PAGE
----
M 10/15 Online music and sound communities Readings (Born/Haworth, Andersen)
W 10/17

Practicum: Text analysis II

Clustering related texts with Voyant Tools

M 10/22 Music in video games No class meeting (see Announcement)
W 10/24 Readings (Cheng, Summers)
M 10/29 Interactive music visualizations Readings (Collins, Darley, Moseley)
W 10/31

Practicum: Emulation

Emulating the SNES

M 11/5 [No class meeting, academic holiday]
W 11/7 Practicum: Breaking CD-ROMS (Class meets at CMC, Prentis Hall)
M 11/12 Music recommendation algorithms I: Content-based genre recognition Readings (Sturm, Askin/Mauskapf, Drott)
W 11/14

Practicum: Web APIs I

Introduction to HTTP; REST principles

M 11/19 Artificial musical agents Readings (Berkowitz, Lewis, Weizenbaum)
W 11/21 [No class meeting, Thanksgiving]
M 11/26 Music recommendation algorithms II: Collaborative filtering Readings (Levy/Bosteels, Bell et al.)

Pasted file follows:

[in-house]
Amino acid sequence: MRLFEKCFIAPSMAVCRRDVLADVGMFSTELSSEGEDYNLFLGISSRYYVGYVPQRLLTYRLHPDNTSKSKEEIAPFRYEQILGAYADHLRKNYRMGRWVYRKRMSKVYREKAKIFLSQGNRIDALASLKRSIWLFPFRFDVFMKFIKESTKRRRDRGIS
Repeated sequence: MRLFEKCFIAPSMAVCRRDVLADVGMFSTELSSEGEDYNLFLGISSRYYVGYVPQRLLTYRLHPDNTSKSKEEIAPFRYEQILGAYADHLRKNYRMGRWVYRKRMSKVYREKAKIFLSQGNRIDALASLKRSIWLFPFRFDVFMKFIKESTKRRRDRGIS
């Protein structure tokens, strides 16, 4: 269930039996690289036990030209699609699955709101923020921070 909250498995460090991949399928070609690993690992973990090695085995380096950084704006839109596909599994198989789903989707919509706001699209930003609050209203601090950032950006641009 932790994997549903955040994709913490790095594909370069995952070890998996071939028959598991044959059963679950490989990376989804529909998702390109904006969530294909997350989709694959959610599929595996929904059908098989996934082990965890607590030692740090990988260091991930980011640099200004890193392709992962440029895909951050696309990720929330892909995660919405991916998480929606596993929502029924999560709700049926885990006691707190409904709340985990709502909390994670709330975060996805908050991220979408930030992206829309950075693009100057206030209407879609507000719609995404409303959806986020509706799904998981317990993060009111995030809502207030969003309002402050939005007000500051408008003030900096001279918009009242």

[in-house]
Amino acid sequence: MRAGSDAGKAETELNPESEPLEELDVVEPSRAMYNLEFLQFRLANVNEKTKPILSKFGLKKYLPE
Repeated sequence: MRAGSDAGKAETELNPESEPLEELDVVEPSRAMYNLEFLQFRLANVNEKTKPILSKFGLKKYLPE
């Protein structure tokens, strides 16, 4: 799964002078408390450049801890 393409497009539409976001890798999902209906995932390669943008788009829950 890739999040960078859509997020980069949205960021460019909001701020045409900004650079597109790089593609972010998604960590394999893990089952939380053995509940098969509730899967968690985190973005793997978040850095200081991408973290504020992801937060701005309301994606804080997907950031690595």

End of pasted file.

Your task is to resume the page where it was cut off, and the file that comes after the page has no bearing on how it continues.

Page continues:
W 11/28

Practicum: Web APIs II

Using authenticated API endpoints

M 12/3 [Presentations and colloquy] Presentations (Lightning talk format, with group discussion to conclude)
W 12/5 Presentations contd.
M 12/10 Techno-optimism (techno-pessimism) and music TBD

Class and University policies (*)

Academic Integrity

(Adapted from Faculty Statement on Academic Integrity,, retrieved 3 January 2018)

The intellectual venture in which we are all engaged requires of faculty and students alike the highest level of personal and academic integrity. As members of an academic community, each one of us bears the responsibility to participate in scholarly discourse and research in a manner characterized by intellectual honesty and scholarly integrity.